First, the enthusiasm for SMRs has little to do with climate-friendly environmentalism. About half of the SMRs under construction (Russia’s floating power plant, Russia’s RITM-200 icebreaker ships, and China’s ACPR50S demonstration reactor) are designed to facilitate access to fossil fuel resources in the Arctic, the South China Sea and elsewhere. Another example comes from Canada, where one application of SMRs under consideration is providing power and heat for the extraction of hydrocarbons from oil sands.

A second striking feature of the SMR universe is that it is deeply interconnected with militarism:

  • Argentina’s experience and expertise with small reactors derives from its historic weapons program, and its interest in SMRs is interconnected with its interest in small reactors for naval propulsion.
  • China’s interest in SMRs extends beyond fossil fuel mining and includes powering the construction and operation of artificial islands in its attempt to secure claim to a vast area of the South China Sea.
  • Saudi Arabia’s interest in SMRs is likely connected to its interest in developing nuclear weapons or a latent weapons capability.
  • A subsidiary of Holtec International has actively sought a military role, inviting the US National Nuclear Security Administration to consider the feasibility of using a proposed SMR to produce tritium, used to boost the explosive yield of nuclear weapons.
  • Proposals are under consideration in the US to build SMRs at military bases and perhaps even to use them to power forward operating bases.
  • In the UK, Rolls-Royce is promoting SMRs on the grounds that “a civil nuclear UK SMR programme would relieve the Ministry of Defence of the burden of developing and retaining skills and capability”.

Independent economic assessments

SMRs will almost certainly be more expensive than large reactors (more precisely, construction costs will be lower but the electricity produced by SMRs will be more expensive).

They will inevitably suffer diseconomies of scale: a 250 MW SMR will generate 25 percent as much power as a 1,000 MW reactor, but it will require more than 25 percent of the material inputs and staffing, and a number of other costs including waste management and decommissioning will be proportionally higher.

It’s highly unlikely that potential savings arising from standardised factory production will make up for those diseconomies of scale.

William Von Hoene, senior vice president at Exelon, has expressed scepticism about SMRs: “Right now, the costs on the SMRs, in part because of the size and in part because of the security that’s associated with any nuclear plant, are prohibitive,” he said last year. “It’s possible that that would evolve over time, and we’re involved in looking at that technology. Right now they’re prohibitively expensive.”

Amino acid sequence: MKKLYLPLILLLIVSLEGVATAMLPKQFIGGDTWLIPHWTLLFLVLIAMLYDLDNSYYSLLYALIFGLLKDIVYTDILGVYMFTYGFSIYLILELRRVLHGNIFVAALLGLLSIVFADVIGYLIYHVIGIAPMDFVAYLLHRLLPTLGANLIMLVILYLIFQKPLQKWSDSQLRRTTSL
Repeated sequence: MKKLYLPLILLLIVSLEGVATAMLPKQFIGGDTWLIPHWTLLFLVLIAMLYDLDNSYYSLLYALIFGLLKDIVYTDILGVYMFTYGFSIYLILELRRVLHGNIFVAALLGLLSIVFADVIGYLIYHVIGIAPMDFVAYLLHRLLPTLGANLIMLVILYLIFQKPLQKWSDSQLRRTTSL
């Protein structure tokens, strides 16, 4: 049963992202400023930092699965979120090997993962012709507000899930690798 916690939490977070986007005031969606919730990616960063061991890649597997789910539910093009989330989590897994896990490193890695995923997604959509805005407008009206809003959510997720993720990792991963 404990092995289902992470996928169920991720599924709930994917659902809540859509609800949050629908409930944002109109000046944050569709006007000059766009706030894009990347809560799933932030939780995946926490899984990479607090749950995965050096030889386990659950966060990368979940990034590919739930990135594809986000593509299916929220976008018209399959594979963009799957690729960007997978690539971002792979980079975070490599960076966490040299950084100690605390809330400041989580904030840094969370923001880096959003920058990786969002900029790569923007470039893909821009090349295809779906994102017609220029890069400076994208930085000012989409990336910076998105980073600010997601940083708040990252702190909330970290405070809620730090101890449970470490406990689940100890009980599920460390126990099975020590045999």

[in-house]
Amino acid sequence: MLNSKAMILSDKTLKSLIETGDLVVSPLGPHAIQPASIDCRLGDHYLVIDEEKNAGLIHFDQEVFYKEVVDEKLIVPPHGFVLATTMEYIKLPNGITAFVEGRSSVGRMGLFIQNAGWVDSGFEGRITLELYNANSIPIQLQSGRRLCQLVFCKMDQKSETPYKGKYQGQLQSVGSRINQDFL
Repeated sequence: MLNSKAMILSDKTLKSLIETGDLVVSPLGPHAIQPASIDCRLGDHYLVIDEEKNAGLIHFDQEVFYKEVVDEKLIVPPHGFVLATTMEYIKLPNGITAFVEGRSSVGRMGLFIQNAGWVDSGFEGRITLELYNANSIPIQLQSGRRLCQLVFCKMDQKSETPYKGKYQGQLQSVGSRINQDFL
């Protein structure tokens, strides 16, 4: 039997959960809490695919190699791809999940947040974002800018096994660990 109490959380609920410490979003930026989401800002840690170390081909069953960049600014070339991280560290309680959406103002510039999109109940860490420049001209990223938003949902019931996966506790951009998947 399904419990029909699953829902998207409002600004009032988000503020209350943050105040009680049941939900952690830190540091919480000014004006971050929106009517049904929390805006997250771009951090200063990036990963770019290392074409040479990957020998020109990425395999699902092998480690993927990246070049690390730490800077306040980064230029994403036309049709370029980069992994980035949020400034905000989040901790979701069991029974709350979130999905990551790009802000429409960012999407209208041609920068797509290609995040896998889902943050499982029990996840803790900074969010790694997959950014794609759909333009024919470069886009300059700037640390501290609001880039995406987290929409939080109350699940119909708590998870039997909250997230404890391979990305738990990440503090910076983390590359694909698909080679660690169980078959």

Every independent economic assessment finds that electricity from SMRs will be more expensive than that from large reactors.

study by WSP / Parsons Brinckerhoff, commissioned by the 2015/16 South Australian Nuclear Fuel Cycle Royal Commission, estimated costs of A$180‒184/MWh (US$127‒130) for large pressurised water reactors and boiling water reactors, compared to A$198‒225 (US$140‒159) for SMRs.

A 2015 report by the International Energy Agency and the OECD Nuclear Energy Agency predicts that electricity costs from SMRs will typically be 50−100 percent higher than for current large reactors, although it holds out some hope that large volume factory production of SMRs could help reduce costs.

report by the consultancy firm Atkins for the UK Department for Business, Energy and Industrial Strategy found that electricity from the first SMR in the UK would be 30 percent more expensive than power from large reactors, because of diseconomies of scale and the costs of deploying first-of-a-kind technology.

An article by four current and former researchers from Carnegie Mellon University’s Department of Engineering and Public Policy, published in 2018 in the Proceedings of the National Academy of Science, considered options for the development of an SMR market in the US. They concluded that it would not be viable unless the industry received “several hundred billion dollars of direct and indirect subsidies” over the next several decades.

No market

SMR enthusiasts envisage a large SMR market emerging in the coming years. A frequently cited 2014 report by the UK National Nuclear Laboratory estimates 65‒85 gigawatts (GW) of installed SMR capacity by 2035, valued at £250‒400 billion.

But in truth there is no market for SMRs. Thomas Overton, associate editor of POWER magazine, wrote in 2014: “At the graveyard wherein resides the “nuclear renaissance” of the 2000s, a new occupant appears to be moving in: the small modular reactor (SMR) … Over the past year, the SMR industry has been bumping up against an uncomfortable and not-entirely-unpredictable problem: It appears that no one actually wants to buy one.”

Let’s briefly return to the National Nuclear Laboratory’s estimate of 65‒85 GW of installed SMR capacity by 2035. It is implausible and stands in contrast to the OECD Nuclear Energy Agency’s estimate of <1 GW to 21 GW of SMR capacity by 2035. But even if the 65‒85 GW figure proved to be accurate, it would pale in comparison to renewable energy sources.

As of the of end of 2017, global renewable energy capacity was 2,195 GW including 178 GW of new capacity added in 2017. On current trends, even in the wildest dreams of SMR enthusiasts, SMR capacity would be roughly 50 times less than renewable capacity by 2035.

SMRs under construction